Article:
Washington state is playing catch-up compared to other West Coast states on earthquake preparedness. A "subcabinet" of state agency directors convened by Gov. Jay Inslee will hold its first public meeting Tuesday afternoon to review possible actions to improve.

Alaska Airlines launches a daily flight Thursday morning from the West Coast to Havana. The new service comes as the Obama administration's opening to Cuba gives way to an uncertain future.

Uber and Lyft are gradually expanding their coverage in the Pacific Northwest beyond the major metro areas. Uber launched its smartphone ride-booking service in Kennewick and Yakima, Washington, last week and similar-sized Oregon cities may get their shot in 2017.

After the results of the November election, more than half of U.S. states have now authorized medical marijuana. And eight of those states also allow recreational marijuana. So if pot helps some humans feel better, how about people's best friends?

Alaska Airlines management and workers received a lively, upbeat welcome on their rival’s home turf Wednesday when they flew to San Francisco to celebrate a merger closing. Alaska Air paid $2.6 billion to buy upstart Virgin America.

Now comes the hard work of integration.

Seattle-based Alaska Airlines has closed the deal to take over West Coast rival Virgin America. The combined carrier will become the nation's fifth-largest airline.

Researchers at Washington State University in Spokane have analyzed well over 100 police deadly force encounters captured on dash cam video or observed in a simulator. That academic research has now turned in a “counter bias” training program.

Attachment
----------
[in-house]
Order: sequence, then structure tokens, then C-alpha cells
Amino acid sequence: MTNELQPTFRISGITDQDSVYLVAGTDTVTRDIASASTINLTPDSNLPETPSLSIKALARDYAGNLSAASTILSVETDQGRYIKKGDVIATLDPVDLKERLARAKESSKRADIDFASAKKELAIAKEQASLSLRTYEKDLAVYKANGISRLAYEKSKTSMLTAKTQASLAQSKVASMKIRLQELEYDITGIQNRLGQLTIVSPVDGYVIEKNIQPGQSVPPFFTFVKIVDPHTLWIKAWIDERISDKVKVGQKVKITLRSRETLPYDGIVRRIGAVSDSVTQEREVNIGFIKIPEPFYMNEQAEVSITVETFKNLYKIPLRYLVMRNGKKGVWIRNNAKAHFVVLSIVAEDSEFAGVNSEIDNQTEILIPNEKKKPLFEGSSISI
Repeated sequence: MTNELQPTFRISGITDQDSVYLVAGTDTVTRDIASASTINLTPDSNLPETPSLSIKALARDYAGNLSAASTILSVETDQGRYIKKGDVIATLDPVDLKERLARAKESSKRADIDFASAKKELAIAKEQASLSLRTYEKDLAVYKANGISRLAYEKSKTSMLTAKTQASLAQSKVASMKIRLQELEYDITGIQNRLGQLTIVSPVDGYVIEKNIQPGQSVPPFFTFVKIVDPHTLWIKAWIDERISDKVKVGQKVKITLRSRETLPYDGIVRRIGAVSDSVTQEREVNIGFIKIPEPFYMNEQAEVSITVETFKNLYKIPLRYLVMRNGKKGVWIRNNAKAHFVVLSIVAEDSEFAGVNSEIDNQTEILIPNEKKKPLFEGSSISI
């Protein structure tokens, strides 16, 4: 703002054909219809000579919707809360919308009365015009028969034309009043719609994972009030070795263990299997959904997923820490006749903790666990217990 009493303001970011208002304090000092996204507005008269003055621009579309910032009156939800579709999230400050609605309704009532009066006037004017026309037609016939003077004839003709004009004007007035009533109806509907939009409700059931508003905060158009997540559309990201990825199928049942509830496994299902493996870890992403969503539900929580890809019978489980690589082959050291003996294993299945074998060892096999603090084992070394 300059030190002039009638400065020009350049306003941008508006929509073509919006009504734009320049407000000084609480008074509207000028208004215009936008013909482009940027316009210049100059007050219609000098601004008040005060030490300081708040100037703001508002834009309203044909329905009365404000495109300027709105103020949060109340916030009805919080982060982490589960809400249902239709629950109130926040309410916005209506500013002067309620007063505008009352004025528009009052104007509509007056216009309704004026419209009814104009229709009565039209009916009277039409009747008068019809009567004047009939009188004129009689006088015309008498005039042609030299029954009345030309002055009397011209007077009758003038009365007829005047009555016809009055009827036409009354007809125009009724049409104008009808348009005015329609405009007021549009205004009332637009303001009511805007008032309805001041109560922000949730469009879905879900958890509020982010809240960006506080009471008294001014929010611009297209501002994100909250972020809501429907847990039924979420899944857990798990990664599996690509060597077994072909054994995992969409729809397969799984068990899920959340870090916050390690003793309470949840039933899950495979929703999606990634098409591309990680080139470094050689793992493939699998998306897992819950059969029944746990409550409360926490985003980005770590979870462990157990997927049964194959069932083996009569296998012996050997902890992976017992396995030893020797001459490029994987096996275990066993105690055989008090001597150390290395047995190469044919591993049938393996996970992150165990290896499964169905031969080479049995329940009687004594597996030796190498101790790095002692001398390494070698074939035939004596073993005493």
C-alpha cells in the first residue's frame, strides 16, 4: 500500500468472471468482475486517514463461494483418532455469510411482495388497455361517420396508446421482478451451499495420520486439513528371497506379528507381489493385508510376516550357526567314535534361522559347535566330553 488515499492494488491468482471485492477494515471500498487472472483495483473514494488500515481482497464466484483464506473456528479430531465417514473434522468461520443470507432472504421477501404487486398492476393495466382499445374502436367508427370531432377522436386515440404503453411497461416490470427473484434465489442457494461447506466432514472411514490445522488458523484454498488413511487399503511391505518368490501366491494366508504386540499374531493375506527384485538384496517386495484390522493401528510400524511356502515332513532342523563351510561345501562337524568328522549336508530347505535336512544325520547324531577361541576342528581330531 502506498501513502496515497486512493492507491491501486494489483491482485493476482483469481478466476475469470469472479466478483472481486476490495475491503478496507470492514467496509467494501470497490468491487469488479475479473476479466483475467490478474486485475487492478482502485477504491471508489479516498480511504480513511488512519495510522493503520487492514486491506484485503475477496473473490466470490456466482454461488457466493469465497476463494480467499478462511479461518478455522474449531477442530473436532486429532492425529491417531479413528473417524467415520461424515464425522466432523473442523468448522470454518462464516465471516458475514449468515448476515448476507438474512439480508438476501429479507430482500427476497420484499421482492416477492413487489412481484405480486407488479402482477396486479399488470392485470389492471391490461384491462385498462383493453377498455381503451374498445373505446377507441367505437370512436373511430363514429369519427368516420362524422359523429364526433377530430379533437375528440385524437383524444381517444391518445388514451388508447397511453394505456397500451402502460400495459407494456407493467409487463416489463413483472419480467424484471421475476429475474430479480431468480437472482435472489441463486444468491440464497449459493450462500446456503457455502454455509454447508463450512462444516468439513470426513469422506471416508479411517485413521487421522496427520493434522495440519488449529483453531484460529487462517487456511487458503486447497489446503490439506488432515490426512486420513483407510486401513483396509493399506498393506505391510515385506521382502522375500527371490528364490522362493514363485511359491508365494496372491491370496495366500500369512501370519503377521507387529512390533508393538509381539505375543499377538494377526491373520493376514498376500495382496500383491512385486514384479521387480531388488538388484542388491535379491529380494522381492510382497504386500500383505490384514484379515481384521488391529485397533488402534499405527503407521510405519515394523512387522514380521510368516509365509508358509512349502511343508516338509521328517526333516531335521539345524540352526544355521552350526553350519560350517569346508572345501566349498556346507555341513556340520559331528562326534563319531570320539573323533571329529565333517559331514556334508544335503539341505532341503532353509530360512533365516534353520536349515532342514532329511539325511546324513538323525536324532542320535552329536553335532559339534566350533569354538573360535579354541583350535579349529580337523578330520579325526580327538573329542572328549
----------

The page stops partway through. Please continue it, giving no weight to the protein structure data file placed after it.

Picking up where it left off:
A survivor of the Japanese attack on Pearl Harbor who now lives in Lincoln City, Oregon, has vivid memories of the surprise strike on the Pacific Fleet that pushed the U.S. into World War II. Ed Johann, then a 17-year-old apprentice seaman, was crewing a hospital ship's water taxi when the first fighter bombers came over the horizon.

As museums and historians polish exhibits and remembrance programs for the 75th anniversary on Wednesday, Johann recalled the attack that killed more than 2,300 U.S. servicemen.

Home prices in the Seattle and Portland metro areas are rising faster than anywhere else in the country right now -- about twice as fast as the national average.

Many Oregon motels are sold out and reservable campsites are going fast for an event that doesn't happen until the second half of next year. If you don't want to miss a total solar eclipse, mark August 21, 2017 on your calendar.

Community uproar about police shootings around the country prompted Washington state lawmakers to review the use of deadly force. A task force they convened meets Monday in Olympia to adopt its final recommendations.

TOM BANSE / NORTHWEST NEWS NETWORK

Piloting a jetliner was once a glamorous profession. Then came the 9/11 terror attacks, airline bankruptcies and pension cuts. Entry-level pilots worked for peanuts.

But now the pendulum is swinging back. Regional airlines across America -- including the Northwest's Horizon Air -- are grappling with a looming pilot shortage.